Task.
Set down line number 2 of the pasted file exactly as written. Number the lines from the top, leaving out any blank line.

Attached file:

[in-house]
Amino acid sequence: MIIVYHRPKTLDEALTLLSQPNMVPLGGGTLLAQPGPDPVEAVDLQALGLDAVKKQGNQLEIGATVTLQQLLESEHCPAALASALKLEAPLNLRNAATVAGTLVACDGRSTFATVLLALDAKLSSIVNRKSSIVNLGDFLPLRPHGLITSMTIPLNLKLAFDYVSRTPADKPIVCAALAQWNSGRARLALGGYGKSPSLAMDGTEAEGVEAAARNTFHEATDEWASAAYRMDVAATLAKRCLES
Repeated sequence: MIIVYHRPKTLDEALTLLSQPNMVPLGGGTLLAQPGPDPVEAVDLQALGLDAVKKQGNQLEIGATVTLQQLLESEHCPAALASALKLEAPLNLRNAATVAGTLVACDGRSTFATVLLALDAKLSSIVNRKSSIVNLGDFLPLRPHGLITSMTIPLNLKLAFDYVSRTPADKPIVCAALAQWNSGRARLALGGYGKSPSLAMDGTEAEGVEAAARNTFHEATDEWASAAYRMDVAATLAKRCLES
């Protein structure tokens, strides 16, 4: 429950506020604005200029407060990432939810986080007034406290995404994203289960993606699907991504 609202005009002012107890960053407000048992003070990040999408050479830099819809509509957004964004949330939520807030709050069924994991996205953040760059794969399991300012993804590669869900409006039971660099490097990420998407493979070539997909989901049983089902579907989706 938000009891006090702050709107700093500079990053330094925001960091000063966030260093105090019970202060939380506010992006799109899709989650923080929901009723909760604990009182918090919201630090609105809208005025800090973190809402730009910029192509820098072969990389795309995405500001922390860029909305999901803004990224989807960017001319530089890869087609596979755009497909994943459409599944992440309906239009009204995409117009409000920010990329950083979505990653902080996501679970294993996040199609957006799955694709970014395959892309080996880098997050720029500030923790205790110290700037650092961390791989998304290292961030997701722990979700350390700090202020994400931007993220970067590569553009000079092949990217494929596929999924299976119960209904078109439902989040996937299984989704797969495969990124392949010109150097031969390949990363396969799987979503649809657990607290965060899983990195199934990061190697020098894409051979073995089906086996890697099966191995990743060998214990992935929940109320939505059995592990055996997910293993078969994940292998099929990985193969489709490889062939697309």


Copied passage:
Amino acid sequence: MIIVYHRPKTLDEALTLLSQPNMVPLGGGTLLAQPGPDPVEAVDLQALGLDAVKKQGNQLEIGATVTLQQLLESEHCPAALASALKLEAPLNLRNAATVAGTLVACDGRSTFATVLLALDAKLSSIVNRKSSIVNLGDFLPLRPHGLITSMTIPLNLKLAFDYVSRTPADKPIVCAALAQWNSGRARLALGGYGKSPSLAMDGTEAEGVEAAARNTFHEATDEWASAAYRMDVAATLAKRCLES